Following nearly a year of limited direct access to the lives of the vulnerable people who are the subject of his research, Prof. Jonathan Morduch — economist, co-founder of the Financial Access Initiative (FAI), scholar of the lives of the poor and CFI Advisory Council member – has been working beside a white-hot forge of projects, continuing to help shape the global body of knowledge about the lives that inclusive finance seeks to improve.
“It’s been a very busy time, even though we haven’t been able to do what we really want to do, which is being in the field: doing surveys, doing research, getting to know people and better understand problems.”
For Prof. Morduch and his team, co-led by Timothy Ogden, that’s meant building partnerships and assembling teams for four different projects focusing on people from a range of backgrounds: from ultra-poor workers migrating to Dhaka from northwest Bangladesh, to families in Compton, California, struggling in a pandemic-scarred economy.
Small Firm Diaries: Applying the “Portfolios” Model
Perhaps the most visible of these so far is the Small Firm Diaries project. Morduch, co-author of “Portfolios of the Poor” and U.S. Financial Diaries, is part of a team that will apply the financial diaries model — collecting data from hundreds of poor households frequently and regularly over a long period of time (at least a year) — to firms with 1 to 20 employees, in contrast to CFI’s research on MSMEs, which has been focused on collecting and analyzing survey data on COVID-19’s impact on the financial health of owners of a broader range of business sizes.
“There’s a lot of great research available on small firms from different angles – liquidity, gender, how they use digital services… The diaries instead present a chance to look at firms holistically, without imposing a particular agenda from the start. The diaries are a way to understand the lives of firms and whom they employ, whom they serve – and whom they are served by – and try to understand them on their own terms.”
The diaries present a chance to look at firms holistically, without imposing a particular agenda from the start.
With financial support from the Mastercard Center for Inclusive Growth, the Bill & Melinda Gates Foundation, and the Argidius Foundation, the team will collect data for one year from firms in Colombia, Fiji, Indonesia, Kenya, Ethiopia, Uganda and Nigeria. In addition to following cash flows, the researchers will also complete qualitative interviews in roughly 100 households per country from a variety of sectors.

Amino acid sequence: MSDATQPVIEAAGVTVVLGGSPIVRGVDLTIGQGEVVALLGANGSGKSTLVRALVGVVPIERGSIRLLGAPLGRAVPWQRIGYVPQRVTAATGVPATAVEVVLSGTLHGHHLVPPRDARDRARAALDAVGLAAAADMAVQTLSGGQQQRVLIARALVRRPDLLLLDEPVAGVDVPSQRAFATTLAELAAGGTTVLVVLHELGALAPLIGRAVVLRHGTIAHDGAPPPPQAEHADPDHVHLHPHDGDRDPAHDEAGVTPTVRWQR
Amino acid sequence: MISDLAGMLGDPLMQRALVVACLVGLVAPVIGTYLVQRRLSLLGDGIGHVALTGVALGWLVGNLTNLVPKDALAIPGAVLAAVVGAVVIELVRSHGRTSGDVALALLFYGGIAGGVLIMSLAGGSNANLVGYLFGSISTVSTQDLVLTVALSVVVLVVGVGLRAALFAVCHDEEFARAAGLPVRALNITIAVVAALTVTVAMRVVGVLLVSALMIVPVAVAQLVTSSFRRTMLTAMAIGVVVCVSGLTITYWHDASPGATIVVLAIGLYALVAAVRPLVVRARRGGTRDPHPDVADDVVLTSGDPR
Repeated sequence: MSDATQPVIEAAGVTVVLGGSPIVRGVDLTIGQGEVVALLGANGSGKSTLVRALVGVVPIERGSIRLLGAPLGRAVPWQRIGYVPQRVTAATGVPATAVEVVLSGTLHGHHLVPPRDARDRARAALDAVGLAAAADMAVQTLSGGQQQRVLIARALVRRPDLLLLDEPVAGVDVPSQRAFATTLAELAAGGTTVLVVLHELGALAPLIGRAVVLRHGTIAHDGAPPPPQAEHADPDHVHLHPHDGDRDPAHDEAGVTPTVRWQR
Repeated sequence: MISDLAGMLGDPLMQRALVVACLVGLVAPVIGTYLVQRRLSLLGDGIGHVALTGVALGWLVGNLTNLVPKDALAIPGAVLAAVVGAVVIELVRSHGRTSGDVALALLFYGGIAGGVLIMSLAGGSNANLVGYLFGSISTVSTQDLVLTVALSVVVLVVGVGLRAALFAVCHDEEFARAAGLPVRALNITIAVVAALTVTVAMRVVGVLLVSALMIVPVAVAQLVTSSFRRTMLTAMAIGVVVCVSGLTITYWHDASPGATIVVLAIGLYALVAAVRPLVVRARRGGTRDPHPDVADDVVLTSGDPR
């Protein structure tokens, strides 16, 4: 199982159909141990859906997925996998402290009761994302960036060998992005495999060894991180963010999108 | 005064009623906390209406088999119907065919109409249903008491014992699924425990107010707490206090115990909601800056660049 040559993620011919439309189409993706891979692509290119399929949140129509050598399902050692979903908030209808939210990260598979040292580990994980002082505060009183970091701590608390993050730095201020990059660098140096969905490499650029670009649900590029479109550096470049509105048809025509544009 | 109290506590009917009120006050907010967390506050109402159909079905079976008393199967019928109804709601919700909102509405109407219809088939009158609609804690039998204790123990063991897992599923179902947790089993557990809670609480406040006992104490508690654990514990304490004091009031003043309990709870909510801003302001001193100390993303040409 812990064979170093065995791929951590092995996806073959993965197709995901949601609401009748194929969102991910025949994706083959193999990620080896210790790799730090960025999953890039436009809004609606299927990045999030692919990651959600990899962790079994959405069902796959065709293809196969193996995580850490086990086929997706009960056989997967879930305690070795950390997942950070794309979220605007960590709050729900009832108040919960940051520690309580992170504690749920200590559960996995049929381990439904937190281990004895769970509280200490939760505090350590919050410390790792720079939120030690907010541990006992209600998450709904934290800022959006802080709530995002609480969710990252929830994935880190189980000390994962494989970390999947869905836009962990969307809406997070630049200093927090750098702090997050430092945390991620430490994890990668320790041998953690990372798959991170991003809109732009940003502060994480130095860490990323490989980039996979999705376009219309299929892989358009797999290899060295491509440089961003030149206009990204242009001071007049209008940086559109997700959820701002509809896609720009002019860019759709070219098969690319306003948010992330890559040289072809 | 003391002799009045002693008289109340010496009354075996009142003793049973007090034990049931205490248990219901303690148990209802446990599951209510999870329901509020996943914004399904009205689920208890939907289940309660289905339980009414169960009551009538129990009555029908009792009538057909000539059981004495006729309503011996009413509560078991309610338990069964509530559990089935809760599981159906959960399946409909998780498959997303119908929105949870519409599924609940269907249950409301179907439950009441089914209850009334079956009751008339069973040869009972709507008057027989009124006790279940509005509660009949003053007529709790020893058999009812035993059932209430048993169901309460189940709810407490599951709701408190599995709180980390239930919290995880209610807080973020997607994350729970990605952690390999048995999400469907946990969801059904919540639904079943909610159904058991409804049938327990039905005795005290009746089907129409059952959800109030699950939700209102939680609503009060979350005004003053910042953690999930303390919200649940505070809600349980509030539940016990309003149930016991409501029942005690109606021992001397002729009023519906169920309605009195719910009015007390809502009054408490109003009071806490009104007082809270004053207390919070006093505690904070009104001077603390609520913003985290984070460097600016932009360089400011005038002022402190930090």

From South Asian Cities: Researching Digital Remittances Back Home
A second project Prof. Morduch is leading is digitally connected and builds on a pilot in Bangladesh that connected ultra-poor families – whose working-aged children were employed mostly in garment factories in Dhaka and who were largely excluded from technology — with digital networks to send money home easily. This pilot intervention revealed a 25 percent boost in money going to home villages; the team also found that consumption was smoothed during the lean season and increased overall. The project was spearheaded to fill a knowledge gap in the impact of domestic remittances. Beyond the numbers, it has also changed the way Prof. Morduch has viewed microfinance interventions, which have traditionally been about bringing resources like microcredit to grow businesses in villages.
“This project shows other ways to improve rural conditions. One is to make it easier for younger people to move to cities where they can be more productive and earn higher wages. What about the people who are left behind in rural areas? They can benefit if migrants have reliable ways to send money home.” In addition to introducing the technology to urban migrants and their rural families, the team translated the digital interfaces (which were mostly in English) and gave users hands-on experience. The initial result? Active use of the product went from 20 percent to 70 percent.
The team hypothesized that urban-to-rural remittances would become more frequent as a result of the digital ease of transacting. Surprisingly, the frequency remained largely the same, but the amounts grew.
While the financial and usage results were positive, the treatment group of migrants reported worsened physical and emotional health. The team suspects that migrants started working longer hours as expectations to remit were increased by the digital technology.
The team suspects that migrants started working longer hours as expectations to remit were increased by the digital technology.
“It’s a reminder that digital financial services can disrupt social relationships. All of a sudden, migrants are available to their families all the time, both to talk and to send money. This changes how we go through life. These technologies can be powerful, but they disturb a social balance.”
With support from the Bill & Melinda Gates Foundation, the team will replicate the work in six other sites in India, Pakistan and Bangladesh.